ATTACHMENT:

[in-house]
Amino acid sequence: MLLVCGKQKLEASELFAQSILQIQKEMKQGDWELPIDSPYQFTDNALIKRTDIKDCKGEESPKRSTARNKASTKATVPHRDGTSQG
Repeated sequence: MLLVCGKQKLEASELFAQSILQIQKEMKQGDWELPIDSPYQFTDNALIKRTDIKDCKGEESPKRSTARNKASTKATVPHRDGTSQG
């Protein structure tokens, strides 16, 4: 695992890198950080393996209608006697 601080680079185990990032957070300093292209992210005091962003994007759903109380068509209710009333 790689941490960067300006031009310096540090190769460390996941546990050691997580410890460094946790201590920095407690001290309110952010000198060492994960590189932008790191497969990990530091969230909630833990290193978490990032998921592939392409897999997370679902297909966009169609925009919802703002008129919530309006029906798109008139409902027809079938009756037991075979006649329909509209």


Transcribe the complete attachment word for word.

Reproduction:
[in-house]
Amino acid sequence: MLLVCGKQKLEASELFAQSILQIQKEMKQGDWELPIDSPYQFTDNALIKRTDIKDCKGEESPKRSTARNKASTKATVPHRDGTSQG
Repeated sequence: MLLVCGKQKLEASELFAQSILQIQKEMKQGDWELPIDSPYQFTDNALIKRTDIKDCKGEESPKRSTARNKASTKATVPHRDGTSQG
């Protein structure tokens, strides 16, 4: 695992890198950080393996209608006697 601080680079185990990032957070300093292209992210005091962003994007759903109380068509209710009333 790689941490960067300006031009310096540090190769460390996941546990050691997580410890460094946790201590920095407690001290309110952010000198060492994960590189932008790191497969990990530091969230909630833990290193978490990032998921592939392409897999997370679902297909966009169609925009919802703002008129919530309006029906798109008139409902027809079938009756037991075979006649329909509209």